Community members and advocates gathered in Nanaimo last week to discuss possible solutions to address the effects of the overdose crisis in the city and beyond.
The Getting to Tomorrow: Ending the Overdose Crisis project, as organized by the Canadian Drug Policy Coalition, held a conference at the Best Western Dorchester Hotel on June 16-17.
According to a press release, those who attended in Nanaimo included people who use drugs, people in recovery, youths, families, health professionals, provincial and municipal representatives, and First Nations, Inuit and Métis organizations.
The Canadian Drug Policy Coalition is a national network of organizations, supported by Health Canada, working toward public health and human rights-based policies with community partners.
“The goal of the project is to work with communities around the country, to take time to have a bit of a deeper dive into those particular drug policy issues that are important to that particular community,” said Shane Calder, a drug policy advocate for the Canadian Drug Policy Coalition. “Nanaimo, for example, didn’t want to talk about decriminalization or safe supply. They identified issues that were their own.”
He identified housing issues, public safety and stigma reduction as main areas of discussion.
According to Calder, the Nanaimo conference was the coalition’s only in-person session out of 18 public health discussions planned for the project.
“There is just no end to the desire to talk about this stuff. Especially now with this new decriminalization pilot project, the part of the provincial and federal governments here in B.C. – it’s stoked more conversation,” he said. “The hosts felt it would be more productive if we talked about what can the community do together to advance a more compassionate and caring community. A majority of overdose deaths happen in private residences. So certainly supported housing, robust support housing – so not just in terms of income, but you really need those kind of programmatic supports. Once people get stabilized into housing, people need something to do – a purpose. So I would say most of our conversations spoke to that.”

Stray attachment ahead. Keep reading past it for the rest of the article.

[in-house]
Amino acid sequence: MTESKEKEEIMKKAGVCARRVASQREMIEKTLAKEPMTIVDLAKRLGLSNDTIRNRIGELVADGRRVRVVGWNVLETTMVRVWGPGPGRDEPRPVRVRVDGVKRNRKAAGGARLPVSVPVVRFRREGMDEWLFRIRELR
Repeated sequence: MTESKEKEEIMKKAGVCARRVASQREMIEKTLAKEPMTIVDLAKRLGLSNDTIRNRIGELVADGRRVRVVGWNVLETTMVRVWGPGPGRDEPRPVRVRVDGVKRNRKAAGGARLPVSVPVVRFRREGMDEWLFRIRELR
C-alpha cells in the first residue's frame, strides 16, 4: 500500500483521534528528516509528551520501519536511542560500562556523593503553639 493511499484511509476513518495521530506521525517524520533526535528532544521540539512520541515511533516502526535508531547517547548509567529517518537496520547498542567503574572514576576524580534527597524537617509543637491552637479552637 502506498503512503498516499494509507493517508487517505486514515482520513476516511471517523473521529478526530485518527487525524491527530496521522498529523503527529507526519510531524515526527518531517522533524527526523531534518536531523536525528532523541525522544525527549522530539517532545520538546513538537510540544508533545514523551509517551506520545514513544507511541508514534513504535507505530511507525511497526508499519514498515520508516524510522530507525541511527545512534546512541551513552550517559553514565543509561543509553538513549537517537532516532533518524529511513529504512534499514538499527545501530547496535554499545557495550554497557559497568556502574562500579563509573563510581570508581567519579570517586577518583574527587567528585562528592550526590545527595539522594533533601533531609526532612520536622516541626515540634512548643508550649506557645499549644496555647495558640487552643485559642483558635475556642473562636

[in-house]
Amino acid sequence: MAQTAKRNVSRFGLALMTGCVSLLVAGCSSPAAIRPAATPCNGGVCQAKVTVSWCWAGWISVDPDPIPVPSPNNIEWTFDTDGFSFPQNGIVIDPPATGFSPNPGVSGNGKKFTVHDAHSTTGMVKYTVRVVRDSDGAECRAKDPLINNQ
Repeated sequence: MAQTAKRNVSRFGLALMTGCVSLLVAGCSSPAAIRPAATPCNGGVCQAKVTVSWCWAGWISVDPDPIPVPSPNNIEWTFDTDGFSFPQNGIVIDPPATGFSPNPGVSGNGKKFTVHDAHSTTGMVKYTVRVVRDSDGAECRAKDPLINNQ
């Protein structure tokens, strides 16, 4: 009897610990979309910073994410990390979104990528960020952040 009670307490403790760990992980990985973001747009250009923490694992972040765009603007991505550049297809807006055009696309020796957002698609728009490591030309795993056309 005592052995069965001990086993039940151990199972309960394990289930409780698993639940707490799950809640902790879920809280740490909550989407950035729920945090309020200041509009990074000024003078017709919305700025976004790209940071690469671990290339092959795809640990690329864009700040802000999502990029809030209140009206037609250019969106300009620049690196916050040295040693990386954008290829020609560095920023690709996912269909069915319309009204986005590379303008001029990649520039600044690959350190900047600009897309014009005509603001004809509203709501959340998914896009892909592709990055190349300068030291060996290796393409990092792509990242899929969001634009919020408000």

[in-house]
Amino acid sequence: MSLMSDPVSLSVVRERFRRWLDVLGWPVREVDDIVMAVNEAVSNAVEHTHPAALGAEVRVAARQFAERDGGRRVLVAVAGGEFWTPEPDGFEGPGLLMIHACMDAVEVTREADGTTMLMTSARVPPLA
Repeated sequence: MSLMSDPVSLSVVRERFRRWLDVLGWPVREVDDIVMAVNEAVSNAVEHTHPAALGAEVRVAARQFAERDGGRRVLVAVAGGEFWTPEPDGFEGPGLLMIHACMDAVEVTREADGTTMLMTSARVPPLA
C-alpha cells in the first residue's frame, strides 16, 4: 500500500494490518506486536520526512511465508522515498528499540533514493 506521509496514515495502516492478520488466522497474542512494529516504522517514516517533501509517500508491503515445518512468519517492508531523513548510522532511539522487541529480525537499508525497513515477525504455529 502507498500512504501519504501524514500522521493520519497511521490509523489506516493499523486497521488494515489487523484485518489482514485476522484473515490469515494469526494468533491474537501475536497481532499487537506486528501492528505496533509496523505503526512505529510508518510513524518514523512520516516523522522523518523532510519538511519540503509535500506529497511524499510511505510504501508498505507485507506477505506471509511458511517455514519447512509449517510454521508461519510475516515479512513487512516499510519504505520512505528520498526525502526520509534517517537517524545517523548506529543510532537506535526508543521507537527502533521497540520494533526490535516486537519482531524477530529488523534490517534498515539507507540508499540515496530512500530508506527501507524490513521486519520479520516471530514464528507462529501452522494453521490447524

During a break-out session at the conference on June 16, Amber McGrath, a Nanaimo resident and advocate, discussed her history of drug use and experiences, and what she thought might work for the community.
“I think definitely setting in place a safe supply, like through a pharmacy, like in Victoria … I just think Nanaimo should try to work a little better with what’s working in other communities,” she said. “Addiction is not just the substance, it’s also the habit.”
Sarah Lovegrove, a harm reduction educator and community advocate and a former Nanaimo Regional General Hospital ER nurse, presented an overview on the current situation in the city. She identified some of the challenges and resiliency of the community, as well as related statistics and figures.
“In terms of a hopeful Nanaimo, for me, every person who wants to go to treatment shouldn’t have to Google it [themselves] and isn’t asked to pay $30,000, or that it doesn’t take six weeks to get in,” said Lovegrove. “My hope for Nanaimo is that this war, this tension between the symptoms and the really ugly interactions that are happening on our streets all over the place, that we can step back from that and begin to look at the deeper challenges. [Users] are the symptoms of the problem that we have to address.”
“It’s never been a war on drugs, it’s been a war on drug users,” agreed McGrath.
The Getting to Tomorrow project officially ends March 31, 2023, with three or four more online sessions planned for this fall.